I have a function $f(x,y) = x$, and I want to find the double integral over the circular region $(x-2)^2 + y^2 =1 $ using polar coordinates.

Converting the region to polar, we get

$r^2 -4cos\theta r + 3 = 0$

Solving for $r$ gives me the limits for $r$ in the integral:

$r = 2 cos\theta + \sqrt{4cos^2\theta -3}$

$r = 2 cos\theta - \sqrt{4cos^2\theta -3}$

My question is how do I find the limits for $\theta$?

  • $\begingroup$ If you're integrating over the whole circular region, then $\theta \in [0,2\pi]$ $\endgroup$
    – Alexei0709
    Commented Sep 8, 2015 at 22:54
  • 1
    $\begingroup$ It might be easier to shift the whole thing to the origin (depends on your function). $\endgroup$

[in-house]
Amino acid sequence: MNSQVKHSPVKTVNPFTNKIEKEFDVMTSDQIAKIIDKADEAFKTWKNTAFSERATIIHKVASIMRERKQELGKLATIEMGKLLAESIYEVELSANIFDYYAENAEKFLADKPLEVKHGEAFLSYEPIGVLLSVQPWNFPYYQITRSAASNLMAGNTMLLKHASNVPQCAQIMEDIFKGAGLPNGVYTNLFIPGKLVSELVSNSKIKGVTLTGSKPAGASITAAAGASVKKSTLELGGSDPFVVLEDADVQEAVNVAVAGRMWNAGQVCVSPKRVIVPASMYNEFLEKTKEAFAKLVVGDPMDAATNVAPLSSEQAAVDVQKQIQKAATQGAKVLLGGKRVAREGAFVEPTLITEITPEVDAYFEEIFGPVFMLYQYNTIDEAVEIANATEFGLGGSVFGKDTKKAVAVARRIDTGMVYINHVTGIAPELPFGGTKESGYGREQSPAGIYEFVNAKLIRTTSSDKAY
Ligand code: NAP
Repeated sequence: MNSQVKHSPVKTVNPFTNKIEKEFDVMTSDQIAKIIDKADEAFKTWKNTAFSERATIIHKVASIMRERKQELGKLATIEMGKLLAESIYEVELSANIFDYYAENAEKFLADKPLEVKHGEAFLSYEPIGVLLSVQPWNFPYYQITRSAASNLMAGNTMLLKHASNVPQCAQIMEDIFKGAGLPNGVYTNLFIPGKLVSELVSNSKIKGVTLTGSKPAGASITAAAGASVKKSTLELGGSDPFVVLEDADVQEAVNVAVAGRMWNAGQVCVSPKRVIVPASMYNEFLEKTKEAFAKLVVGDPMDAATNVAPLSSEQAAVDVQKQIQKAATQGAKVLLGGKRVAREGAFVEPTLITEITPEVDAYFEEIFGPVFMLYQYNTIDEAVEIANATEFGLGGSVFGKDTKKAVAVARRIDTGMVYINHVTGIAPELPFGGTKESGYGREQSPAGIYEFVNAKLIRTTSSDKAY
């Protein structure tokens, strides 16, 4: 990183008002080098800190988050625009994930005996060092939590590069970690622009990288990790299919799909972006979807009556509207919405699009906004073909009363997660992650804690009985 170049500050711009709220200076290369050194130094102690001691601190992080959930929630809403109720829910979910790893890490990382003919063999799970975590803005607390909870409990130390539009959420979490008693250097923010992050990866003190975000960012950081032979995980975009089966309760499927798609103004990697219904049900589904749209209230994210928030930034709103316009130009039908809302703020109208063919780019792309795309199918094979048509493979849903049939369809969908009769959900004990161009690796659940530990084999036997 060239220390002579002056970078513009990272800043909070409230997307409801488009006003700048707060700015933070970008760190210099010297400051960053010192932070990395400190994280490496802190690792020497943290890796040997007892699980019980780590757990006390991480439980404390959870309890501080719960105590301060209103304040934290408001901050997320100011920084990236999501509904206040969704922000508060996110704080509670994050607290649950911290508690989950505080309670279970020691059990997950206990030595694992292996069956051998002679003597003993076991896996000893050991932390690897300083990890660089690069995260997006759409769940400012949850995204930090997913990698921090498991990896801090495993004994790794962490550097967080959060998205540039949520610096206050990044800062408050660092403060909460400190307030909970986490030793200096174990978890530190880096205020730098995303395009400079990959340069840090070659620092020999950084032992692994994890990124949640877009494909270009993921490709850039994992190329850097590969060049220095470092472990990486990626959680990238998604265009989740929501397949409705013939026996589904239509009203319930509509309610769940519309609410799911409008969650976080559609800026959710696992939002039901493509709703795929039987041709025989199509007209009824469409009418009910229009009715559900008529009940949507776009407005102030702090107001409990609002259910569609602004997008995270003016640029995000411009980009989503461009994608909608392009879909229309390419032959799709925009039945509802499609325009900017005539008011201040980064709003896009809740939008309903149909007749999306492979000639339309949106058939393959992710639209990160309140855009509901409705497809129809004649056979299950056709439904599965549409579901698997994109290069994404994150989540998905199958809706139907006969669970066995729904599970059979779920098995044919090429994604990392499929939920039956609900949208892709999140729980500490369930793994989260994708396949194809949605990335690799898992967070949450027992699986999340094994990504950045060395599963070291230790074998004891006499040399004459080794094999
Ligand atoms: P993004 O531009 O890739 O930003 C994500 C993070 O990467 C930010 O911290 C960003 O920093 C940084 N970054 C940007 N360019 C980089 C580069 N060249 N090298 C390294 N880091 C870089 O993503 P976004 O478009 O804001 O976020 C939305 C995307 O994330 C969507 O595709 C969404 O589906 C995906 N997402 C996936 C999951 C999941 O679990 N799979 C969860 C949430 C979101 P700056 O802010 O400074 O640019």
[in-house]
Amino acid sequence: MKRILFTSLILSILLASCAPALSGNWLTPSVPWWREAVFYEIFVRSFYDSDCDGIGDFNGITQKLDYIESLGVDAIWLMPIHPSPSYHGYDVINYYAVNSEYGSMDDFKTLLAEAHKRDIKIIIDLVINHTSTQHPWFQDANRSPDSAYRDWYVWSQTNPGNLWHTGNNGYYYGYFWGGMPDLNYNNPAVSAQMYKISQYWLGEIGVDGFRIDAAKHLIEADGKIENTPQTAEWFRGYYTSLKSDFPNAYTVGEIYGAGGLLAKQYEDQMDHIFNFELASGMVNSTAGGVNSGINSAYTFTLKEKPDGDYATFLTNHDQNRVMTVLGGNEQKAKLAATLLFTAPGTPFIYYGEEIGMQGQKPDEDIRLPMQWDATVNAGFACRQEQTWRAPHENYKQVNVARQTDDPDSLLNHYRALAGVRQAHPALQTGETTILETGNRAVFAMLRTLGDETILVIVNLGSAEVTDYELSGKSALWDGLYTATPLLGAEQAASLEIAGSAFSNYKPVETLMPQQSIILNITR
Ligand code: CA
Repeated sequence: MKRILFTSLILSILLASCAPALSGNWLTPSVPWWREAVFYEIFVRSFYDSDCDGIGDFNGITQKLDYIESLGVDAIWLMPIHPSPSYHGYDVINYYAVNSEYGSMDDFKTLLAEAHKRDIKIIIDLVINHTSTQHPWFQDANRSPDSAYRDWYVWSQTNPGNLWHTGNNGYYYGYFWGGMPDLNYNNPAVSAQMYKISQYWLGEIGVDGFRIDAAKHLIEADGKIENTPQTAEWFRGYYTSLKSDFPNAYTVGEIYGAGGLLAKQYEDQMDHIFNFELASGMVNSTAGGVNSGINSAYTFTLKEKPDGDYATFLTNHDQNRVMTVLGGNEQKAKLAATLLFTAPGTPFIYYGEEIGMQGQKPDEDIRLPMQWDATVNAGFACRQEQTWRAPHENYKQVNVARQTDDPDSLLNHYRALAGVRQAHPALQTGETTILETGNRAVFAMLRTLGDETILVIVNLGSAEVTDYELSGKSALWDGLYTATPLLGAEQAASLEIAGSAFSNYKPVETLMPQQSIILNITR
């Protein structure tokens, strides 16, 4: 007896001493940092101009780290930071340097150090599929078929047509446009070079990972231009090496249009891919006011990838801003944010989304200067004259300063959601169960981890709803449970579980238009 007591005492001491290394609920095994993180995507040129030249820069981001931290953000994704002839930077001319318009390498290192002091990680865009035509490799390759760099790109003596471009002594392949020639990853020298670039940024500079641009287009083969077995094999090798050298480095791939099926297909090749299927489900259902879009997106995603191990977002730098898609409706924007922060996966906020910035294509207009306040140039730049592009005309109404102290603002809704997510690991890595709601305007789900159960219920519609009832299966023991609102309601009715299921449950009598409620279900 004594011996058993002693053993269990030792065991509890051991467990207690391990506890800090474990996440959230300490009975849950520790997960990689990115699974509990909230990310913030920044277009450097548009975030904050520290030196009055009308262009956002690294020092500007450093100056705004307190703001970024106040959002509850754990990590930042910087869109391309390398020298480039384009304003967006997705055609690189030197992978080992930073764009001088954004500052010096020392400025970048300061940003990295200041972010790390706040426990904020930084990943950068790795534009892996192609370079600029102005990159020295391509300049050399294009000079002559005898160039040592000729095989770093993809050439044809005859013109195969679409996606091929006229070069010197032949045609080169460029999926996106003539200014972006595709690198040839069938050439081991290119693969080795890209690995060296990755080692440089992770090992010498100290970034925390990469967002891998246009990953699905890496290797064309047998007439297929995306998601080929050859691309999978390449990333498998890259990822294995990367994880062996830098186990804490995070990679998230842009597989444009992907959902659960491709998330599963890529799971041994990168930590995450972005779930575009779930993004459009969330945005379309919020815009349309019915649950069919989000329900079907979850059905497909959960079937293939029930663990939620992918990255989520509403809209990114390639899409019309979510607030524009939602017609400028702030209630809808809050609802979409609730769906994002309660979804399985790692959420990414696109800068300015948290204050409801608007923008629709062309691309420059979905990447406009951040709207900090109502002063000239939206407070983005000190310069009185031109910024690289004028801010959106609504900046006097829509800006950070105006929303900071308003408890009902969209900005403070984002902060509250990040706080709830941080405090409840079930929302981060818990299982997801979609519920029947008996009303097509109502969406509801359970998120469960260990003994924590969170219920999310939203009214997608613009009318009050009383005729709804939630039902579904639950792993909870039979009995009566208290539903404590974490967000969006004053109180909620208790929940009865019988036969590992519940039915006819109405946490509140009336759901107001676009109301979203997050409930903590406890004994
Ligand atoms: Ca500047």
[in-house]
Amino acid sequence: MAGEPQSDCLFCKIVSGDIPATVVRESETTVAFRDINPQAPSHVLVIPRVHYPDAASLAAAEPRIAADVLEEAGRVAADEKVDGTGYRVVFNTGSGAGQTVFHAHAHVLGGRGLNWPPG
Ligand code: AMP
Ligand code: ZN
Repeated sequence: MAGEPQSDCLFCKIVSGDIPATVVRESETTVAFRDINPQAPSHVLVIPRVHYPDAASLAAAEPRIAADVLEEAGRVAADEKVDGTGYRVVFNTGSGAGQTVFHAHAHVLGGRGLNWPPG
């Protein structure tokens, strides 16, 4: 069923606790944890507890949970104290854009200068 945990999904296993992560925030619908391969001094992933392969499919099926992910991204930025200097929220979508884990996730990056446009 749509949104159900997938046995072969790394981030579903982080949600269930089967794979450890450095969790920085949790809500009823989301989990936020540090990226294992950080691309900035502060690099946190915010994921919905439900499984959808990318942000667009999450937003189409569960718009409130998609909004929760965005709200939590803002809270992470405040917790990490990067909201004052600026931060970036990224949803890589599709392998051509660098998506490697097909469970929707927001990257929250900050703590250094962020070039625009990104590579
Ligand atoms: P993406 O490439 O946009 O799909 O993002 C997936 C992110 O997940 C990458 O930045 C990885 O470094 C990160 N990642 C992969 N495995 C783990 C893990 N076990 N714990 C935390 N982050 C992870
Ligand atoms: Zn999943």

– Feyre
    Commented Sep 8, 2015 at 22:57

1 Answer 1


hint: Let $x-2 = u, y = v \to \left|\dfrac{\partial(x,y)}{\partial(u,v)}\right|=1\to \displaystyle \int\int_{A} f(x,y)dxdy=\displaystyle \int\int_{B} 1\cdot f(x(u,v),y(u,v))dudv=\displaystyle \int\int_{B} (2+u)dudv=\displaystyle \int_{0}^{2\pi} \int_{0}^1 r(2+r\cos \theta)drd\theta$, whereas $A = \{(x,y): (x-2)^2+y^2 \le 1\}$, and $B = \{(u,v): u^2+v^2\le1\}$

  • $\begingroup$ (I changed the equals signs in the last line to inequalities, but please change them back if this is incorrect.) $\endgroup$
    – user84413
    Commented Sep 8, 2015 at 23:20

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